The New Princeton Encyclopedia of Poetry and Poetics -- This book has just about everything you could possibly want to know about poetry, if you just know what you want to look up and under what entry it might be listed. It is also fun to just flip through and find miscellaneous entries.

Steve Gillette’s Songwriting and the Creative Process -- Steve is an acquaintance of mine who has been kind enough to grant interviews for my various projects, such as the Tips compendium. He’s a sterling gentleman who has been writing songs for many years, and he knows whereof he writes.

Human Nature

Before listing some of these books, let me say that the most important thing a writer can do is to create believable characters and scenarios. To do that, it is best to understand human nature. Understanding human nature will also stand a writer in very good stead in dealing with publishers and selling themselves and their works.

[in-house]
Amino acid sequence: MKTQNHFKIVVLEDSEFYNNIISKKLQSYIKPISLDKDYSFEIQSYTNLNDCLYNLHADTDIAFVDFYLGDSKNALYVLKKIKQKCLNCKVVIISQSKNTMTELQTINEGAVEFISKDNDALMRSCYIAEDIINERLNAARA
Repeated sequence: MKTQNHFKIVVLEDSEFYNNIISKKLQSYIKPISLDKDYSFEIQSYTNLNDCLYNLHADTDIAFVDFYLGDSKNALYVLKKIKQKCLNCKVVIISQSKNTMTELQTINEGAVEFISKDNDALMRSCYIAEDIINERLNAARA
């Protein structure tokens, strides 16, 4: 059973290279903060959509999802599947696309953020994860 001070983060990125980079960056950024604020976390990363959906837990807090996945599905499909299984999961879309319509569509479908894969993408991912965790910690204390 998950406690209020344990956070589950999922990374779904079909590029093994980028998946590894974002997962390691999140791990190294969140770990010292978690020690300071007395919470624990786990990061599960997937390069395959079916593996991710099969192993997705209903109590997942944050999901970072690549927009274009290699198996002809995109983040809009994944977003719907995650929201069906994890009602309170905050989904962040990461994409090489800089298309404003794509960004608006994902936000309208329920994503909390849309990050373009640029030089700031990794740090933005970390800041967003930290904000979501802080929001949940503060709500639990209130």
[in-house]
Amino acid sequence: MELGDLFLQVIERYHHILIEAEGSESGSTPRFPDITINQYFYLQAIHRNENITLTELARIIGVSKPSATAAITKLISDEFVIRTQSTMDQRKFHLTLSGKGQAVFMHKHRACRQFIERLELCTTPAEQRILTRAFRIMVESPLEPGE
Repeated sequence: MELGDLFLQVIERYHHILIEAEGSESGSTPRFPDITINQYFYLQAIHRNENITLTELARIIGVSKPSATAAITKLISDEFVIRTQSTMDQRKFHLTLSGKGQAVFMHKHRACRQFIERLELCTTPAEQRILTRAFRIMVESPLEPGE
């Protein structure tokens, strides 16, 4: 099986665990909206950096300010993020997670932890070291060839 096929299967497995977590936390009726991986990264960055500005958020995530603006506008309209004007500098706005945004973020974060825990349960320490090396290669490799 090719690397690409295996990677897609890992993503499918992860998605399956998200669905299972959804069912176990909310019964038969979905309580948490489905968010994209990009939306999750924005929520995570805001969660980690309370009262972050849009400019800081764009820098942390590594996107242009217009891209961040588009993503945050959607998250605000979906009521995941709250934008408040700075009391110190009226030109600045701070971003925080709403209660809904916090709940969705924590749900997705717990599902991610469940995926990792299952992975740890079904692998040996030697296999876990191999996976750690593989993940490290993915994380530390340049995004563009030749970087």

Machiavelli’s The Prince -- This is a very old and very famous book for many reasons, and anyone aspiring to political leadership has likely read it. It has general principles of leadership that Machiavelli formulated based on his experience in Renaissance Italy, and those principles still hold true today. Studying this book can help a writer create characters who are credible leaders.

Robert Greene’s The 48 Laws of Power -- Greene has distilled and built upon the previous entry. He has codified 48 laws for obtaining and holding power, whether in politics, romance, or some other endeavor. If I may be allowed the presumption, I suspect that Mr. Greene has a mind that works very similarly to my own. Thus, he studies a subject thoroughly, analyzes it, then distills it down to easy-to-understand chunks. His books have the sort of discrete particality and organization that I have endeavored to create in this Website’s sections. Ergo, it should be no surpise that the next two entries are also his and of a similar sort of book.